by Jay Mankus

Why Are You So Amazed?

Astonish, bewilder, flabbergast and stupefy are words synonymous with amaze. Throughout the course of history, there has been numerous jaw dropping events that have left eyewitnesses dumbfounded. Some may likely ponder “did that just happen or am I dreaming?” When human minds can’t explain, fathom or understand an occurrence like the parting of the Red Sea, amazement is a common response.

“With the blast of Your nostrils the waters piled up, the flowing waters stood up like a mound; the deeps were congealed in the heart of the sea, Exodus 15:8.”

After healing a man crippled from birth, Peter doesn’t know why people are so surprised. Two months earlier, a man was nailed to a cross, rose from the dead, spent 40 days with his followers and ascended into heaven. This is the context of Peter’s comment below. Perhaps, Peter was remembering accounts of the Exodus out of Egypt, referring to those who saw Moses part the Red Sea in two. The moment Jesus conquered death, this opened the door for anything else to be possible.

And Peter, seeing this, said to the people, “You men of Israel, why are you amazed at this? Why are you staring at us, as though by our own power or godliness we had made this man walk? – Acts 3:12

The phrase seeing is believing is an idiom that was first recorded in 1639. Eyewitnesses to events that defy science trigger an inner desire to believe in a higher power. The lame man healed in Acts 3 occurs during the hour of prayer, between 3 and 4 in the afternoon. When participants of this prayer service began to see the fruit of crying out to God, expectations increased. The point that Peter is making about amazement is that when you keep in step with the Holy Spirit, God has the power to move mountains. For those individuals on fire for God, faith provides the hope to tarry on in prayer.

by Jay Mankus

Disguises and Masks

In my early years, I was gullible, often accepting and believing what others told me. This weakness made me an easy prey for practical jokes. After being misled by a group of older boy scouts, my eyes were open to what my peers were capable of. Whenever you get tricked the first time, skepticism will prompt individuals to uncover disguises or masks to avoid getting duped again.

But the [Holy] Spirit explicitly and unmistakably declares that in later times some will turn away from the faith, paying attention instead to deceitful and seductive spirits and doctrines of demons, [misled] by the hypocrisy of liars whose consciences are seared as with a branding iron [leaving them incapable of ethical functioning], 1 Timothy 4:1-2.

Based upon descriptions of Lucifer in the Bible, this fallen angel serves as the ruler of the air, Ephesians 2:2. Apparently, one of his disguises comes in the form as an angel of light, 2 Corinthians 11:14. Several New Testament writers elude to spirits that masquerade as apostles. Yet, Paul and John urged believers to test everything so that no one is deceived by demonic influences.

Beloved, do not believe every spirit [speaking through a self-proclaimed prophet]; instead test the spirits to see whether they are from God, because many false prophets and teachers have gone out into the world. By this you know and recognize the Spirit of God: every spirit that acknowledges and confesses [the fact] that Jesus Christ has [actually] come in the flesh [as a man] is from God [God is its source]; 1 John 4:1-2.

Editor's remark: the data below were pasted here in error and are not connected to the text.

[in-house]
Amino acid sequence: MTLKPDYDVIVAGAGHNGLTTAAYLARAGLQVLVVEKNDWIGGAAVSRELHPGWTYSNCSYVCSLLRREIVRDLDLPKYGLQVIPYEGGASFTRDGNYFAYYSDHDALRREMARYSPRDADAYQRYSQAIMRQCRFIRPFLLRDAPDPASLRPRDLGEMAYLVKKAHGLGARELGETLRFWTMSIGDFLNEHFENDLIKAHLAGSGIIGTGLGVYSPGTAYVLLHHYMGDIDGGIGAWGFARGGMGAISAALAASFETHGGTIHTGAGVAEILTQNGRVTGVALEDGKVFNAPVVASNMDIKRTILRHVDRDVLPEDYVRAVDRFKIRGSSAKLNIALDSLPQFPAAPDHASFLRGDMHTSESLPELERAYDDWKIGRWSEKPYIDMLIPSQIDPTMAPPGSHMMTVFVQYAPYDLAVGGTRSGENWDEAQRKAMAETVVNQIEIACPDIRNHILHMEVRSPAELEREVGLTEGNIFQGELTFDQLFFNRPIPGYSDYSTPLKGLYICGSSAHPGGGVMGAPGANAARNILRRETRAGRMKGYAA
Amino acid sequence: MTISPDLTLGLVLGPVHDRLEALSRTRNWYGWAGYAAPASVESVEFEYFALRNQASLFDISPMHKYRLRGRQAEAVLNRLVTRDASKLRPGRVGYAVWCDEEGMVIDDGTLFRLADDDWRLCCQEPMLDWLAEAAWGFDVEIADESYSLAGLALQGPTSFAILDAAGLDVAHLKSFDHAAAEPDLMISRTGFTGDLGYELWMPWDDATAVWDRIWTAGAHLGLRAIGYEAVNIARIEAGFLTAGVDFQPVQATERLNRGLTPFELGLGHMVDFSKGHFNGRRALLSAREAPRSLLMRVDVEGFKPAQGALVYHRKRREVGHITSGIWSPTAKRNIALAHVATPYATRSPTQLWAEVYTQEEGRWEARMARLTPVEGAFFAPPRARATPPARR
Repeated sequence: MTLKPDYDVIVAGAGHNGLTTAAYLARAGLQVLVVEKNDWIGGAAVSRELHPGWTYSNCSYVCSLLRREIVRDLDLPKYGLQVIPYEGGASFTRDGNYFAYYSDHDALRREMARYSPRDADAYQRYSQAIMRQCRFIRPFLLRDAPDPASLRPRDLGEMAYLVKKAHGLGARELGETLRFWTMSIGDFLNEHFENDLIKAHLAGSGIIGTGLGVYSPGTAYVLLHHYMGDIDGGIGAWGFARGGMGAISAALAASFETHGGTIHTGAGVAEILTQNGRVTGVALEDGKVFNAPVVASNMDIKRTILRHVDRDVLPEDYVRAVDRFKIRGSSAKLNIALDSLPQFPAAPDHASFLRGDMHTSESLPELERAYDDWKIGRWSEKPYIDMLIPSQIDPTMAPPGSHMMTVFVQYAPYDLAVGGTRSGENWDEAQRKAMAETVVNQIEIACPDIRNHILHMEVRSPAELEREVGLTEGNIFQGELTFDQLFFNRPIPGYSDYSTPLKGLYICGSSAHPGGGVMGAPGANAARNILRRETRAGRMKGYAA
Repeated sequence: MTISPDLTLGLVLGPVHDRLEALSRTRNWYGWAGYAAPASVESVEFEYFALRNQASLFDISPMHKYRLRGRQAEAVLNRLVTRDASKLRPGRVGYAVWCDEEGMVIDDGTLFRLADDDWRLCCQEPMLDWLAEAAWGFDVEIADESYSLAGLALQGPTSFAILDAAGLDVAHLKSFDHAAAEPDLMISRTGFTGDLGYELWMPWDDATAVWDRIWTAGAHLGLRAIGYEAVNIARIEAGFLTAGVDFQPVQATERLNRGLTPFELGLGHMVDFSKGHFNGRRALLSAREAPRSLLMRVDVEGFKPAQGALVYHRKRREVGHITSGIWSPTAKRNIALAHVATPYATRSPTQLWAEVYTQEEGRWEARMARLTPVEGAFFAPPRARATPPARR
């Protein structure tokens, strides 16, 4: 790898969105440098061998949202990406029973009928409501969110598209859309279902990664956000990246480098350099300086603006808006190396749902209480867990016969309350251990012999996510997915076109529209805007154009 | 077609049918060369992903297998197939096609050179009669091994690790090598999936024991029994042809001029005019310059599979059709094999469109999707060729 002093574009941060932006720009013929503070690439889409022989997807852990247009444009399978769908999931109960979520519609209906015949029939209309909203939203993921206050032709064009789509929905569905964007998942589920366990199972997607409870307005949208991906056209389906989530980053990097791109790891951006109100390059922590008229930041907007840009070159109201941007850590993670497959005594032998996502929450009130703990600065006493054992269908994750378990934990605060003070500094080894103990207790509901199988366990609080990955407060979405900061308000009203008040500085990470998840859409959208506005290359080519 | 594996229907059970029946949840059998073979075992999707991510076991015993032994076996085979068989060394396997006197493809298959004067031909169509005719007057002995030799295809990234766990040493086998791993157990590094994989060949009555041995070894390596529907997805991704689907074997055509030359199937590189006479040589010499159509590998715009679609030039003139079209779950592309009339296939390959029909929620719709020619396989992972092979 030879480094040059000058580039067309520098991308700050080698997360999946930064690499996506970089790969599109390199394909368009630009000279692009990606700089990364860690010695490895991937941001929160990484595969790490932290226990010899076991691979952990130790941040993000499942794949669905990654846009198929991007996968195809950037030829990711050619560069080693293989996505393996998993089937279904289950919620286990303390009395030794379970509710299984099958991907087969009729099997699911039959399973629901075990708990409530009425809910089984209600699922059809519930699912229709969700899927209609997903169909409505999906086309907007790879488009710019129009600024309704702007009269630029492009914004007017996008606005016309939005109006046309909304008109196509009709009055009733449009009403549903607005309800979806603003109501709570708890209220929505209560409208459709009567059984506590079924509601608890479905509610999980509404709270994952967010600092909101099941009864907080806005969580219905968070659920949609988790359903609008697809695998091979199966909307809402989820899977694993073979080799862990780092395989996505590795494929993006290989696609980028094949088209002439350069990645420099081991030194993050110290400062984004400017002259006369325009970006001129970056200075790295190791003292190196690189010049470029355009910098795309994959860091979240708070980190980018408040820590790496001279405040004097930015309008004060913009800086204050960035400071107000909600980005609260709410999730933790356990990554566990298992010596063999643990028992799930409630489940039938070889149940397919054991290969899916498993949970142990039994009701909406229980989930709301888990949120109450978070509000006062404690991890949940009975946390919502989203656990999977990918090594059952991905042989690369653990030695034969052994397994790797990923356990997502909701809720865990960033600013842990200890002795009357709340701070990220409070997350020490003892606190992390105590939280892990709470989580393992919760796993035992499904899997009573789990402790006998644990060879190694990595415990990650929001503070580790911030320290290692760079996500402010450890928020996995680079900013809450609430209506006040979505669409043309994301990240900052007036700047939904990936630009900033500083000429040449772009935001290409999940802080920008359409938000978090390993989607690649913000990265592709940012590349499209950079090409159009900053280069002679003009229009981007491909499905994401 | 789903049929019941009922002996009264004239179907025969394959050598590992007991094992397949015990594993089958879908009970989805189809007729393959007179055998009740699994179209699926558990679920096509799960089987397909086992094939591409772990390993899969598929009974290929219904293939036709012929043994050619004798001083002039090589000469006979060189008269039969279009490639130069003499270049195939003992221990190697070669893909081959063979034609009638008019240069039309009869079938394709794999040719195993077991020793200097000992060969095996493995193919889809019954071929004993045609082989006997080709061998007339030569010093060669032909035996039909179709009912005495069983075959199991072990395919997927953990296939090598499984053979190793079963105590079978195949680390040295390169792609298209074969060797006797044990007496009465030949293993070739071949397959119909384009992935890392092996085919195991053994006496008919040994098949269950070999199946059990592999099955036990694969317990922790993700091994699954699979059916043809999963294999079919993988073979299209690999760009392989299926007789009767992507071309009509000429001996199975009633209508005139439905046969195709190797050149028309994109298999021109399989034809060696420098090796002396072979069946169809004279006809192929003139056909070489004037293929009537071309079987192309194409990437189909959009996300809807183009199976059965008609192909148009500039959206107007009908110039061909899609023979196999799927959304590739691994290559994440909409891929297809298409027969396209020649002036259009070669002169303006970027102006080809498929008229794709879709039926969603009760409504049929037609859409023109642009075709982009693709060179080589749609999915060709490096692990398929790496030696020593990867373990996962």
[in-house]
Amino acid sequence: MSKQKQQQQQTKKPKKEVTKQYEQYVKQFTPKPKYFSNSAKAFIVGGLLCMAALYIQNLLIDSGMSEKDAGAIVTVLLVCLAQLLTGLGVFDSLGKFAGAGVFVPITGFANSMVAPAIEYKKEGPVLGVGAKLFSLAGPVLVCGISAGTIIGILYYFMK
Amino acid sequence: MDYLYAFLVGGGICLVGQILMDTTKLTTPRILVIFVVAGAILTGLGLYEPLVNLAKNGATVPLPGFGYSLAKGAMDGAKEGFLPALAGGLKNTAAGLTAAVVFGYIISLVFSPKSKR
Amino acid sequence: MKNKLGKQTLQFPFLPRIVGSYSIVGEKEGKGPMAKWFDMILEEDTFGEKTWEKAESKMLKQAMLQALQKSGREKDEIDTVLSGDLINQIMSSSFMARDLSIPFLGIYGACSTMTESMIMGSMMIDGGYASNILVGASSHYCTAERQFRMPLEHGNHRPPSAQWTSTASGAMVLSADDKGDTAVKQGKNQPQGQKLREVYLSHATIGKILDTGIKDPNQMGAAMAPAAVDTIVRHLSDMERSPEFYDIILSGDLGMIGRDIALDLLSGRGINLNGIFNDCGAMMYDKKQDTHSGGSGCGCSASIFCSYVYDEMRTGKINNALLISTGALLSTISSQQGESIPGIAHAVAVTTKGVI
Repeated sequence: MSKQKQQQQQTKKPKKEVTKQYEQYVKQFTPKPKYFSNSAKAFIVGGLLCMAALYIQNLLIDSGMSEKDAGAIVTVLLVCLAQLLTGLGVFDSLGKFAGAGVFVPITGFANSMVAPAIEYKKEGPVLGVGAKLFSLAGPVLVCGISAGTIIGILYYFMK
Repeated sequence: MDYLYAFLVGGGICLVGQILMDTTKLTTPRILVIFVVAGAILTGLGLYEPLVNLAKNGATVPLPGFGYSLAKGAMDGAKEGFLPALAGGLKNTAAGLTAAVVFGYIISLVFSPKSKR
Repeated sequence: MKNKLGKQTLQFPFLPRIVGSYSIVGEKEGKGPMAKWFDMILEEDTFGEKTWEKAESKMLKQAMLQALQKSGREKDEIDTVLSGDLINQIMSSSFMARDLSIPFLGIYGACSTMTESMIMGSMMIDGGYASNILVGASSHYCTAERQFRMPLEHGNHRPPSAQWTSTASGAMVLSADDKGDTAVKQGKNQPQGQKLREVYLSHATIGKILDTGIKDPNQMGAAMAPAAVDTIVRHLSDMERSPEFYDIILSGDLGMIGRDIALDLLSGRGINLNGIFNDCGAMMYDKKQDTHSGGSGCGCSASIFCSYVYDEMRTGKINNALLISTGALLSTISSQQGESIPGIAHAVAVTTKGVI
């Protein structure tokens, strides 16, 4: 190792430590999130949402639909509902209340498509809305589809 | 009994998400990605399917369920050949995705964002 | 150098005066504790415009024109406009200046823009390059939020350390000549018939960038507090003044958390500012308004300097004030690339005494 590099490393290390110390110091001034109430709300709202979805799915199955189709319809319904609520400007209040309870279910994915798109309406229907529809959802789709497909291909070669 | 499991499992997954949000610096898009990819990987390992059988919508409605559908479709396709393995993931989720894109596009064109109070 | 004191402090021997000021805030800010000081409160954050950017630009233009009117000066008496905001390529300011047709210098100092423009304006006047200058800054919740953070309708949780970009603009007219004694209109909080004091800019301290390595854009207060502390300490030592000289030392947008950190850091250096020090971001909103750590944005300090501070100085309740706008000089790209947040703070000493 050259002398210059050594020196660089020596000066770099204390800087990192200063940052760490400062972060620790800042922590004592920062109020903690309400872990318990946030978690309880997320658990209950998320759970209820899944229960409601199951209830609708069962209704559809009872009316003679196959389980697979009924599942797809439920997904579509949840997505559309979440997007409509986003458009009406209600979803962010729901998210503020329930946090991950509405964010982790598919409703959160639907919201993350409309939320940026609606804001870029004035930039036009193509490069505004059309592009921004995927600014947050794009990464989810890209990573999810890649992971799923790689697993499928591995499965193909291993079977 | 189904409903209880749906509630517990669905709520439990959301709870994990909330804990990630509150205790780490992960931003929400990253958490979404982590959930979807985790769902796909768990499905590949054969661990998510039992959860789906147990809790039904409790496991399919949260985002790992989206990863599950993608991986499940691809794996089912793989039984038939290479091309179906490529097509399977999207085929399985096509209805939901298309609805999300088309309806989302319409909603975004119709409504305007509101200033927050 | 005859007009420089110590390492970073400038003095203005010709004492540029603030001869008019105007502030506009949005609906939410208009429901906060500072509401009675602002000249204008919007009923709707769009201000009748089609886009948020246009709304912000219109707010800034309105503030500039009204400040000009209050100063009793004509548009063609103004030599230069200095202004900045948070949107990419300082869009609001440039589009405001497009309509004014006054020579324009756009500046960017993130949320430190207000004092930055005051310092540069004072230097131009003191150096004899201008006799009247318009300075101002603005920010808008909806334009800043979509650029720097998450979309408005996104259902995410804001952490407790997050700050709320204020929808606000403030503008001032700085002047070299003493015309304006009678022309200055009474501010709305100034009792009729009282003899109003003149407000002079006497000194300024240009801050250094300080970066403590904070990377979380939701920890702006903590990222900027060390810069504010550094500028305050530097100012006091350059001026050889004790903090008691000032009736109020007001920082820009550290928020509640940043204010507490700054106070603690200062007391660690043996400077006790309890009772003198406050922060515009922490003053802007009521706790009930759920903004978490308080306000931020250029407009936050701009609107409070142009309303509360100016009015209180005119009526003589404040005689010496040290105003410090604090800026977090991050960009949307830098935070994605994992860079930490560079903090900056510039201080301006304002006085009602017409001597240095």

There is a healthy balance one must develop between trust and truth. Christians need to be educated by the potential camouflage, shrouds and veils that hide potential harm. Thus, testing spirits based upon scripture will uncover imposters, unmasking evil motives. Meanwhile, relying on the Bible as a source for checks and balances will enable souls to recognize God’s Spirit. While the pulpit may not preach that much about the spiritual realm, Ephesians 6:12, modern Christians must be diligent to avoid disguises and masks the Devil continues to hide behind.

by Jay Mankus

Average Isn’t Good Enough

In the context of golf, average is like the par for each hole listed on a course’s scorecard. Amateurs golfers strive for par, hoping to take advantage of the easier holes. Meanwhile, the more difficult holes will challenge players, often satisfied with a bogey, one over par. This isn’t the case for professionals who will usually miss 36 hole cuts if they don’t shoot several strokes under par. Average golf professionals don’t last long on the PGA Tour, demoted to a lesser tour or forced to pursue another career.

Concerning this we have much to say, and it is hard to explain, since you have become dull and sluggish in [your spiritual] hearing and disinclined to listen, Hebrews 5:11.

The Bible doesn’t paint a positive picture of average Christians. The author of Hebrews refers to an individual who is dull, ignorant and stubborn. Instead of reaching new heights, an unwillingness to listen has resulted in an average life. The difference between an amateur and a professional is the amateur dabbles, unsure of themselves. The professional is committed, determined and focused, possessing a faith in their God given talent. Most amateurs are content with their current status, falling back on another trade as their main career.

For though by this time you ought to be teachers [because of the time you have had to learn these truths], you actually need someone to teach you again the elementary principles of God’s word [from the beginning], Hebrews 5:12.